Did RIFC produce any evidence to back up their claims? If someone tells me money is “available”, I interpret that as meaning it’s as good as in the bank. Money from a future share offer is not “available” unless someone produces a binding agreement that shareholders WILL buy in.
The judge didn’t question this, nor did he clarify if such agreements existed.
A more forensic approach to the difference between slow sales and low sales would have been appropriate too. Especially given the original season ticket deadline has passed.

_________________________________________________

Except ringfencing is a serious intervention not to be lightly undertaken. Burden of proof with IA. Not met.

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scottcPosted on8:25 pm - May 6, 2014


Let’s look at this ‘pre-emptove equity release’

My reading is that RIFC claim that certain shareholders will ante-up with their ‘rights issue’ money ahead of the actual issue of shares. As has been stated this issue has to be on a 2 for 3 basis assuming they plan to issue the maximum they can. So how do they set the price?

If they base it on a discount to the current price, say 15-18p then that’s fine, but what happens if the share price drops even further through the floor? When the ‘real rights issue’ comes along they have to offer at a lower price. What happens to those ‘investors’ who have provided the short term capital? Do they get money returned? Or do they get extra shares from those shareholders who did not participate? And if the price rises? Do these investors have to pay more or are they ‘rewarded’ by getting their shares cheap? But then that would surely be against the rules, wouldn’t it?

It’s a mess

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PhilMacGiollaBhainPosted on8:33 pm - May 6, 2014


Smugas says:
May 6, 2014 at 6:40 pm
An early pre-pack WAS the play-however not all shareholders were on board.
Now that ship has sailed.
At the start of the year I would have said there was no chance of Liquidation happening.
Now it can’t be ruled out.
And that, of course, is what DK wants.
That is the cheap route to owning Ibrox stadium.
It is the only asset that really matters.

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StevieBCPosted on8:34 pm - May 6, 2014


neepheid says:
May 6, 2014 at 8:23 pm
Union of Fans Statement- yes, another one!

“We note the latest attempt by this board to mislead and hold Rangers fans to ransom. Their latest “give us your money or the seat gets it” ultimatum…
==============================================

StevieBC says:
May 6, 2014 at 4:00 pm

THE Board of Rangers Football Club have issued the following statement today:…
———————————————————————————————————————–

This latest statement could be boiled down one sentence – a simple threat ;
“Give us your season ticket money now, or you lose your seat.”
================================================
Possibly plagiarised by UoF…would that be a compliment ? 🙂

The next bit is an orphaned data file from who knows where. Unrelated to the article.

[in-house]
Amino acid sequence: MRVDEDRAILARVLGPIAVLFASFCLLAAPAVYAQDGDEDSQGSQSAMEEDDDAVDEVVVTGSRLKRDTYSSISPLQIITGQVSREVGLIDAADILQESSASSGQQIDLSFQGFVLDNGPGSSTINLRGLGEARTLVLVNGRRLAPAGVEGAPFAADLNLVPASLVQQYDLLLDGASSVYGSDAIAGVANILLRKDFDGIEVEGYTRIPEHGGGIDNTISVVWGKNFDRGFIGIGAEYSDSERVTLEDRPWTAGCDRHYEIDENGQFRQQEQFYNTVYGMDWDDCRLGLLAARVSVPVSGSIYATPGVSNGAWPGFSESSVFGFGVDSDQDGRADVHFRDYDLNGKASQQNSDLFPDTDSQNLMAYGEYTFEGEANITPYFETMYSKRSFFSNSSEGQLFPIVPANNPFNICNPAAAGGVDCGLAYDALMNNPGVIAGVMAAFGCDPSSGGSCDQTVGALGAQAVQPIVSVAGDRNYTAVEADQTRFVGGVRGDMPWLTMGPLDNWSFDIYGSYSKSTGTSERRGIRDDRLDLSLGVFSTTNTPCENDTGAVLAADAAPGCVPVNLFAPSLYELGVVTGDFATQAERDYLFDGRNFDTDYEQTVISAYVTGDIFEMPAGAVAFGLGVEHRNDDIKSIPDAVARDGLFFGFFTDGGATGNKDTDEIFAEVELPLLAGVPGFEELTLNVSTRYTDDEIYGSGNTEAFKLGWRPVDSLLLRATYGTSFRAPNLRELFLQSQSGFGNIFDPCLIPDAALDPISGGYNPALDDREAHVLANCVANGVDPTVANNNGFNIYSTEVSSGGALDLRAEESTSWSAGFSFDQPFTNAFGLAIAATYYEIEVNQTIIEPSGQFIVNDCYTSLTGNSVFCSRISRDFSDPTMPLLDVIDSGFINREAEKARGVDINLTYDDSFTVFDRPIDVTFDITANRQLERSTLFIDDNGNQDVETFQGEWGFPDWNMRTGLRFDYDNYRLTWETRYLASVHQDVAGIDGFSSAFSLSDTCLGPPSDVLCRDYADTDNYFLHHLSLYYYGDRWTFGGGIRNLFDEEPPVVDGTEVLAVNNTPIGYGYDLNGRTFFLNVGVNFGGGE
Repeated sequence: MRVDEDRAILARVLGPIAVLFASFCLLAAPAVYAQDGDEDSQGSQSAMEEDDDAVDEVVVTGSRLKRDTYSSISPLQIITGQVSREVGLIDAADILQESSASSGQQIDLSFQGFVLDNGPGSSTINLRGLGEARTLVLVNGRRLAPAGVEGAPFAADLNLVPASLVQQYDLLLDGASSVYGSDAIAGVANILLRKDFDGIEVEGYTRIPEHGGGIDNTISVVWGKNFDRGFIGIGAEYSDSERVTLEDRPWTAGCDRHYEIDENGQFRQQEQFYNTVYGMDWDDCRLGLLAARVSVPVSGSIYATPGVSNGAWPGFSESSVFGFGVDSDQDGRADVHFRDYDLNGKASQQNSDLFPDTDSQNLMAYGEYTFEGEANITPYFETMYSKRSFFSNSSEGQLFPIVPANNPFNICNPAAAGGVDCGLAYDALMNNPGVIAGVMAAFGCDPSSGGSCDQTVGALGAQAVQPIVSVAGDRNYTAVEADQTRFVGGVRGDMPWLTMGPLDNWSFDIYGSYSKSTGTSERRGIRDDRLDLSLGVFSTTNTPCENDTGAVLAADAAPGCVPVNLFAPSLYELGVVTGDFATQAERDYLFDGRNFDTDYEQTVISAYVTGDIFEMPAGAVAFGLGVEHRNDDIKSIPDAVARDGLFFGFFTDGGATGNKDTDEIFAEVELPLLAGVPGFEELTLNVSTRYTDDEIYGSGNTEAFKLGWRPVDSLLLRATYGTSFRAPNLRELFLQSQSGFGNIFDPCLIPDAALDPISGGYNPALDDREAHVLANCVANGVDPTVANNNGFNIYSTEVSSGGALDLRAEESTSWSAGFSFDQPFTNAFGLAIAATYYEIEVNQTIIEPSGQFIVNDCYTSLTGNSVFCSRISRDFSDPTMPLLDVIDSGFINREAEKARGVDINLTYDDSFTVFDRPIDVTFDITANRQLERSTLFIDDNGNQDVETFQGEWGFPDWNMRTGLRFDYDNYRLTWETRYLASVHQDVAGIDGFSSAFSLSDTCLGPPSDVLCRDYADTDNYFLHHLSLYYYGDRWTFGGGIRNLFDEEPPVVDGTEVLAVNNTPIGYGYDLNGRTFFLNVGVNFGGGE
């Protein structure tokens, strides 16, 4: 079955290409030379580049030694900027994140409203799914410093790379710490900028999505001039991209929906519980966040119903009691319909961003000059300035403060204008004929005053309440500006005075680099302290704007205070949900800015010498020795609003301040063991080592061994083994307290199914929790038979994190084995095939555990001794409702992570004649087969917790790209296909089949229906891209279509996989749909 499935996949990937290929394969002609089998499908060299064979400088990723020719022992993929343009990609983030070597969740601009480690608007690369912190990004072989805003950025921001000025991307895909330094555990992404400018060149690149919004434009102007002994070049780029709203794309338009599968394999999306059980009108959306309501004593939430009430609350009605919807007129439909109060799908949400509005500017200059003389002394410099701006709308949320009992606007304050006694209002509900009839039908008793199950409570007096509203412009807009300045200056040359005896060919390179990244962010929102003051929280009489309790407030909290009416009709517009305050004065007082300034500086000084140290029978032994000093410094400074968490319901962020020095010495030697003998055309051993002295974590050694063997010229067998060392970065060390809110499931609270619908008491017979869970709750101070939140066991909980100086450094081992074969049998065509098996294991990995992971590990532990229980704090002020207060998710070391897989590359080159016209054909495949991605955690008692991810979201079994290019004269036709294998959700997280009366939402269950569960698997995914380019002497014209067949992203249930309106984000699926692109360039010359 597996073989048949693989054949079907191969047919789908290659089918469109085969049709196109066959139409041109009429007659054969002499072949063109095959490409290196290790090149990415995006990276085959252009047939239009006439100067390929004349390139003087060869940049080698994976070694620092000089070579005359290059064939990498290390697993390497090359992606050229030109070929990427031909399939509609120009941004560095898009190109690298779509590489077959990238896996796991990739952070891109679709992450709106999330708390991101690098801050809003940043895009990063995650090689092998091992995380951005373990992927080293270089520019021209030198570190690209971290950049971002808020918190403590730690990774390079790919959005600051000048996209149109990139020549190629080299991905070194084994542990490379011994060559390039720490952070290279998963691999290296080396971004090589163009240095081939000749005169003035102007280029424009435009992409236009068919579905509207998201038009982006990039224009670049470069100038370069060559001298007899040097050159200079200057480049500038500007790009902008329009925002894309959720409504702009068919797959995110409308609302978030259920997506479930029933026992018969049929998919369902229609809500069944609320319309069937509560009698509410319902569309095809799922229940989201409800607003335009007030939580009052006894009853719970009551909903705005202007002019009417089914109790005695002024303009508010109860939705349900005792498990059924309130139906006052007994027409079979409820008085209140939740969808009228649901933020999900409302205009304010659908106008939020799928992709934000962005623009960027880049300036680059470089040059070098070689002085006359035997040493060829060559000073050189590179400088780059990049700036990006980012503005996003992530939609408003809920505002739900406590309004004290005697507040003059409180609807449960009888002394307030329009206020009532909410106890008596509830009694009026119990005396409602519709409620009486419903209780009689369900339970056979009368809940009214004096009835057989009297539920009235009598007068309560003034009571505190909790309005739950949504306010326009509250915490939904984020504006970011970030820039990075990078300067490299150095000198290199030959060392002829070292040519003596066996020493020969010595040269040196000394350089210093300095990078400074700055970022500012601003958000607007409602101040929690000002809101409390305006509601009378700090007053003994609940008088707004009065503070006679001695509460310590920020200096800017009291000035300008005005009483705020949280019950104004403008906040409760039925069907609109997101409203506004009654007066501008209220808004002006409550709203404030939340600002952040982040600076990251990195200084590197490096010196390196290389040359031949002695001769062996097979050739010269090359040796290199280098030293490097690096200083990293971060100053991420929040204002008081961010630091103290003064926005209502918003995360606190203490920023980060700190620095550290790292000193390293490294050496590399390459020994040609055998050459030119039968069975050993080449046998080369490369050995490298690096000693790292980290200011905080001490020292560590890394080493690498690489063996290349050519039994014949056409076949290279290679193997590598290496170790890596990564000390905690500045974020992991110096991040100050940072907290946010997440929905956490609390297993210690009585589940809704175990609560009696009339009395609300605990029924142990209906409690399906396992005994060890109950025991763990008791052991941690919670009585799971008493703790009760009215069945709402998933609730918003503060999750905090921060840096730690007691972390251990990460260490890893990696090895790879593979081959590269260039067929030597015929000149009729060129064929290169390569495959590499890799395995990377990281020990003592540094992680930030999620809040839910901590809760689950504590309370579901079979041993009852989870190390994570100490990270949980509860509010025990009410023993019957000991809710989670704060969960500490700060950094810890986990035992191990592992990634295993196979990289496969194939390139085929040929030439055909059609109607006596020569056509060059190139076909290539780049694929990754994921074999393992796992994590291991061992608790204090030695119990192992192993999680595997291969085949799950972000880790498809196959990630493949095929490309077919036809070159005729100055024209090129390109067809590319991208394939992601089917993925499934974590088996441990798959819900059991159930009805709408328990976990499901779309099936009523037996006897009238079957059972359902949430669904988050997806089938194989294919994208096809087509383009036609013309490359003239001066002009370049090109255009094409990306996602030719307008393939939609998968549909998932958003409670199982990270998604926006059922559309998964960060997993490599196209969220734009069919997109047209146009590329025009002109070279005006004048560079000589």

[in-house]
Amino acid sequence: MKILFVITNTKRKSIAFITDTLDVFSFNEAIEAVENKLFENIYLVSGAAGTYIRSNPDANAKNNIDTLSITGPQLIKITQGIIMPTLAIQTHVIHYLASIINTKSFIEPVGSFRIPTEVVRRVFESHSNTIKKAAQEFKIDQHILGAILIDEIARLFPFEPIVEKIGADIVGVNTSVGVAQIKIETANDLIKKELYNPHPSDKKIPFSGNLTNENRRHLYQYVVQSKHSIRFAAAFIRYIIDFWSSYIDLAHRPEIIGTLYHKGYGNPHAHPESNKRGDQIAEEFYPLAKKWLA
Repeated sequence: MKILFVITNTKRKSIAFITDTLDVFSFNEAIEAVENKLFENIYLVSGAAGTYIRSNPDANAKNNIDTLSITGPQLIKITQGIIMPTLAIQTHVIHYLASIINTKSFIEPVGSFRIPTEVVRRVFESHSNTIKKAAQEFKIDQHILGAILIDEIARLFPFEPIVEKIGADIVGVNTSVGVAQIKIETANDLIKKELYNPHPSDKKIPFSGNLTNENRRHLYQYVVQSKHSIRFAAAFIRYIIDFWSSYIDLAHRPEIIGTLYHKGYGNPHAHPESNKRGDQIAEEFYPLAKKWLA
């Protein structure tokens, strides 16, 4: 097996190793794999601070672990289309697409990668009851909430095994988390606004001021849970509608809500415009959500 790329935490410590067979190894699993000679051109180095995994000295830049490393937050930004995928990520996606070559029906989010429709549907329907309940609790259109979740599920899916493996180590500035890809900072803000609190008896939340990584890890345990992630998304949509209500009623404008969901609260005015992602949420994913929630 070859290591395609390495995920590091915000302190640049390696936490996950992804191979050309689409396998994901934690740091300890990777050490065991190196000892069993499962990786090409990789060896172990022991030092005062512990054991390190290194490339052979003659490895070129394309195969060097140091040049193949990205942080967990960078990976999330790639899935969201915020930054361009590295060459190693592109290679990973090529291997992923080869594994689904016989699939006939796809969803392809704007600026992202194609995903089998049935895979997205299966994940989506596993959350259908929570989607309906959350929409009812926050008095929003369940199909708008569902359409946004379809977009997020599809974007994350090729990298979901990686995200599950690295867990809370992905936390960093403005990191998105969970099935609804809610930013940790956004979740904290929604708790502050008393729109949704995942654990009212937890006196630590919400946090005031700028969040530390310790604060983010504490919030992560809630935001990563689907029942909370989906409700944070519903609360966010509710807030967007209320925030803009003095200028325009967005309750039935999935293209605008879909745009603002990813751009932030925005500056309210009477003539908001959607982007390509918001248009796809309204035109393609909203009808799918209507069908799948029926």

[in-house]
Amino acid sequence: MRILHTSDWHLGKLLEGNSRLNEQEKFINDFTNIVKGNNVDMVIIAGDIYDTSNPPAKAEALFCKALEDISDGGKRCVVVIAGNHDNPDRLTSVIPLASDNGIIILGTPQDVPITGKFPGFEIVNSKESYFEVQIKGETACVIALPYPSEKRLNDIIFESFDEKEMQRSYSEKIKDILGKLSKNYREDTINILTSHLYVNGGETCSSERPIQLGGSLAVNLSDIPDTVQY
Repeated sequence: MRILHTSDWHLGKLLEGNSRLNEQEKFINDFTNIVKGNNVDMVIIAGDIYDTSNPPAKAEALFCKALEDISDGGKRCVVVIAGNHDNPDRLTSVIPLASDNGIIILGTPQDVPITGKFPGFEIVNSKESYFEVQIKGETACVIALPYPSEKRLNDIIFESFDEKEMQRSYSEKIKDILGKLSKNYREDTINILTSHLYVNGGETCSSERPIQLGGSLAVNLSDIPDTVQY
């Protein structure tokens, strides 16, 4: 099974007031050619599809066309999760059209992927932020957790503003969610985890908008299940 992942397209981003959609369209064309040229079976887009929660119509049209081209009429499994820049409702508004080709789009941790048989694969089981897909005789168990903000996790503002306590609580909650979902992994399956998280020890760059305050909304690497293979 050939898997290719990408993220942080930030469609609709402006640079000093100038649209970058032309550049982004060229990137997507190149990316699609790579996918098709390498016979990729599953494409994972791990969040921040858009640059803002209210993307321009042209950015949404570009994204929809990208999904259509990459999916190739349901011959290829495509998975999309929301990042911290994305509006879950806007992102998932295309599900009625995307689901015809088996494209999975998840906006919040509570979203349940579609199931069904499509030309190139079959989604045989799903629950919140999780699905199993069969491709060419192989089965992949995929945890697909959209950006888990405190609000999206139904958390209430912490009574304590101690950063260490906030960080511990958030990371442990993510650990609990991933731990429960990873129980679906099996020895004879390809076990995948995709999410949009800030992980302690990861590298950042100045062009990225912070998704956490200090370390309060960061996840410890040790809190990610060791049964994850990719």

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Resin_lab_dogPosted on8:35 pm - May 6, 2014


neepheid says:
May 6, 2014 at 8:23 pm

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Union of Fans Statement- yes, another one!

‘attempts to blame fans for the current precarious position of the club and a complete lack of any progress in bringing much needed investment into the club…’

Oh dear! They still seem to think its an (other people’s) money in, (our) trophies out machine! 😥
Well, just keep rubbing the lamp, guys, I’m sure something will turn up 😉

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StevieBCPosted on8:40 pm - May 6, 2014


Just out of curiosity…

Now that John Clark has confirmed the line up of both legal teams – would anyone be able to estimate a ball park figure for the total cost of this action today for either side ?

Would IA have been able to secure a ‘no win no fee’ deal from his legal team for this action ?

Seems like a chunk of money could have been punted on a ‘long shot’ ?

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wildwoodPosted on8:45 pm - May 6, 2014


I think the UoF know they have their hands on the steering wheel of the burning bus as it hurtles towards the listed facade.

Insolvency for the benefit of Mr King

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ecobhoyPosted on8:52 pm - May 6, 2014


ptd1978 says:
May 6, 2014 at 8:22 pm

Ecobhoy
Fair point, but I’m not trying to cast aspersions on the judge and I’m not cheerleading for IA. I’m trying to make sense of what I see as a questionable judgement.
Did RIFC produce any evidence to back up their claims? If someone tells me money is “available”, I interpret that as meaning it’s as good as in the bank. Money from a future share offer is not “available” unless someone produces a binding agreement that shareholders WILL buy in.
The judge didn’t question this, nor did he clarify if such agreements existed.
A more forensic approach to the difference between slow sales and low sales would have been appropriate too. Especially given the original season ticket deadline has passed.
================================
I find it hard to accept that you aren’t casting aspersions at the judge when you state in your post: ‘The only alternative is that he had preheld opinions about football finance or Rangers that swayed his decision.’

I personally think that comments like that from someone not present in court does nothing for the reputation of this blog.